Referring to the case of RC Gupta dealing with the pre-2014 position of the scheme, the Supreme Court observed that a beneficial scheme ought not be allowed to be defeated by reference to a cut-off date in a situation where the employer was not following the ceiling limit of Rs 5,000 or Rs 6,500, and had deposited 12 per cent of the actual salary.
What did earlier court judgments say on this issue?
The High Courts of Delhi, Kerala, and Rajasthan have earlier given judgments on this matter. The Kerala High Court in its judgment delivered on October 12, 2018 set aside the EPS (Amendment) Scheme, 2014.
The Delhi High Court in its judgment on May 22, 2019 followed the view expressed by the Kerala High Court and quashed a circular issued by the provident fund authorities on May 31, 2017, precluding exempted establishments from the benefits of higher pension.
In a decision on August 28, 2019, the Rajasthan High Court also expressed the same opinion.
As many as 54 writ petitions have been filed by employees belonging to both exempt and unexempt establishments under Article 32 of the Constitution seeking invalidation of the notification of August 22, 2014.
What does the SC order mean for members and employers?
Members and employers now have four months to opt for a pension scheme linked to actual salaries but the EPFO is yet to issue any guidelines for this. Only a negligible percentage of EPFO members – with salaries higher than the Rs 15,000 a month pensionable salary cap – had earlier opted for contributions based on their actual salaries.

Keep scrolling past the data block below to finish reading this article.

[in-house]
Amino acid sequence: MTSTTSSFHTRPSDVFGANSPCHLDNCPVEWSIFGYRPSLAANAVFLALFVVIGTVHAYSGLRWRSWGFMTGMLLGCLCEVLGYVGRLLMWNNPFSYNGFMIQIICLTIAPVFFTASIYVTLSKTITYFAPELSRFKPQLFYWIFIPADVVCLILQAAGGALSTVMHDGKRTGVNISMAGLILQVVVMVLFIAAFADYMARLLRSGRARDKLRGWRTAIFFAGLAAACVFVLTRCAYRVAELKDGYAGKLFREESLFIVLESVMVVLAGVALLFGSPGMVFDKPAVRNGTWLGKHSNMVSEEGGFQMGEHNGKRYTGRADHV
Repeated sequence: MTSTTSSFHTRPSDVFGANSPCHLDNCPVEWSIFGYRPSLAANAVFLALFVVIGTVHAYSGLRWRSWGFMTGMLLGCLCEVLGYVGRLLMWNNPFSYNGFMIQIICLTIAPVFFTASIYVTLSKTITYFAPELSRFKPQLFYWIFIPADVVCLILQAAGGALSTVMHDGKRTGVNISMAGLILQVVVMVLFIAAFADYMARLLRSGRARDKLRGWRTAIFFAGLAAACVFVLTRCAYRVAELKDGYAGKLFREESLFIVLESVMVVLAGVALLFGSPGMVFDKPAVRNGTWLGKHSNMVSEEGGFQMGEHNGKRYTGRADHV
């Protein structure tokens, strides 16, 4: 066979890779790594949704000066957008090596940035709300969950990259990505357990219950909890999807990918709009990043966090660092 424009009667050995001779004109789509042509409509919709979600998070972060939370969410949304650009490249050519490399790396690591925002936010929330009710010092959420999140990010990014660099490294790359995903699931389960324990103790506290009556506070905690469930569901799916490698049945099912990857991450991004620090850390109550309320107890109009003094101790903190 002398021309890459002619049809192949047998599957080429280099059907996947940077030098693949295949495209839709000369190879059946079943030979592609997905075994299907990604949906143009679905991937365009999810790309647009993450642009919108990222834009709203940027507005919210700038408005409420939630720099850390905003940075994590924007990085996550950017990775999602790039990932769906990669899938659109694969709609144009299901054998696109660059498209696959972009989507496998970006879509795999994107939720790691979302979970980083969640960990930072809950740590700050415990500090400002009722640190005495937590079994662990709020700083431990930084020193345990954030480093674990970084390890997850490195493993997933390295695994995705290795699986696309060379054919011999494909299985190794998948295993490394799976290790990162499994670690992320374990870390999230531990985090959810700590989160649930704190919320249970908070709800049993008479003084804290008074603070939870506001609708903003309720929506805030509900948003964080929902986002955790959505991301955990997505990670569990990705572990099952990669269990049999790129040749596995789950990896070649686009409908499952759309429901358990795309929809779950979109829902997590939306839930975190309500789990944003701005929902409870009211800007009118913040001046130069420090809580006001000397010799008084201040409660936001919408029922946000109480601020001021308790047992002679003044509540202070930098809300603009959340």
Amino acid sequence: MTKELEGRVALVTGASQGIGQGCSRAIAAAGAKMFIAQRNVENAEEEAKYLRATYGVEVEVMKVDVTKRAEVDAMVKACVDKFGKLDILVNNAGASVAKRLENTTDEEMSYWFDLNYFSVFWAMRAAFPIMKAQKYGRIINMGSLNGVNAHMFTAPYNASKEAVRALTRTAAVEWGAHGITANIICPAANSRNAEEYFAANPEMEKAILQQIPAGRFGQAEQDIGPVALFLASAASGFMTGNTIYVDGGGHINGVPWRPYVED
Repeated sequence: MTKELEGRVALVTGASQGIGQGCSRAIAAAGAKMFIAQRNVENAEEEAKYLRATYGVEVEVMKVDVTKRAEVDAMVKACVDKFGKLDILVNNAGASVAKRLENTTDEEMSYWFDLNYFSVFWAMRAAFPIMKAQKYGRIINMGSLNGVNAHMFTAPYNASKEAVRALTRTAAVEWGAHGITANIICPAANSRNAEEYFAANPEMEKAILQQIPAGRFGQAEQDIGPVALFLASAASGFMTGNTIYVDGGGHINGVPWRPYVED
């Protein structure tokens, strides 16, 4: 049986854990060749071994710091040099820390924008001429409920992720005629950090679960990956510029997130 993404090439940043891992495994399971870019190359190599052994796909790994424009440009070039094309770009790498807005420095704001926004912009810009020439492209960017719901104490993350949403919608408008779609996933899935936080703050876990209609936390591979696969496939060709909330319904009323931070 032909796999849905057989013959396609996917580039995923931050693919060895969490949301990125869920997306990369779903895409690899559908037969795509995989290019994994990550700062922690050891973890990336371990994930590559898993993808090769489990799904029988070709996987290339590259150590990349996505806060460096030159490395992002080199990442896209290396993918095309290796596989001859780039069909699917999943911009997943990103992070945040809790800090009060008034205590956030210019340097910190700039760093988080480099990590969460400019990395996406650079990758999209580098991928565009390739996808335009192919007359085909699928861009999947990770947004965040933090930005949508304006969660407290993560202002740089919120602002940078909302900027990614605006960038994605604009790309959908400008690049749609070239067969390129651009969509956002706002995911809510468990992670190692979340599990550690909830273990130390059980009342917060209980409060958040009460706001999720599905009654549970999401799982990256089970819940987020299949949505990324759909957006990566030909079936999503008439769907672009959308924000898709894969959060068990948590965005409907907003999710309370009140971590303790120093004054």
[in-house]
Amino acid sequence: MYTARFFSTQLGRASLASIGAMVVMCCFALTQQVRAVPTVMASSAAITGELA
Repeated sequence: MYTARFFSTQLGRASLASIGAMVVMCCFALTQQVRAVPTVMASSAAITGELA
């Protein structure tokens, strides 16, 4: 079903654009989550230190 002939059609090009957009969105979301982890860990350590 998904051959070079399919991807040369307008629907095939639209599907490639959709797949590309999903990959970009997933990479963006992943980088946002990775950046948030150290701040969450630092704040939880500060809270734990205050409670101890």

This would essentially imply higher annuity after retirement. Experts said that in times of higher inflation and actual salaries having risen way beyond the pensionable salary cap of Rs 15,000, this would provide a better social security cover for workers after retirement.
The EPS amendment meant that existing members had to contribute the additional 1.16 per cent if they opted for pension linked to actual salaries. Otherwise, as per the scheme, the government pays this 1.16 per cent of the pay of the members as contribution in the pension fund of workers. So, the EPFO will have to find ways to fund this additional contribution.
As a possible measure, experts said that the government may have to rework the contribution distribution between provident fund and pension.
Till the time any legislative amendment is brought to the scheme to determine the funding of this additional 1.16 per cent for the opting members, the SC said this contribution shall be adjusted depending on any amendment that may be brought.
For the period of six months, however, the opting employees shall make payment of 1.16 per cent contribution as a stop-gap measure, and if no amendment is brought within this time, the administrators of the fund will have to operate the pension fund for the opting members out of the existing corpus.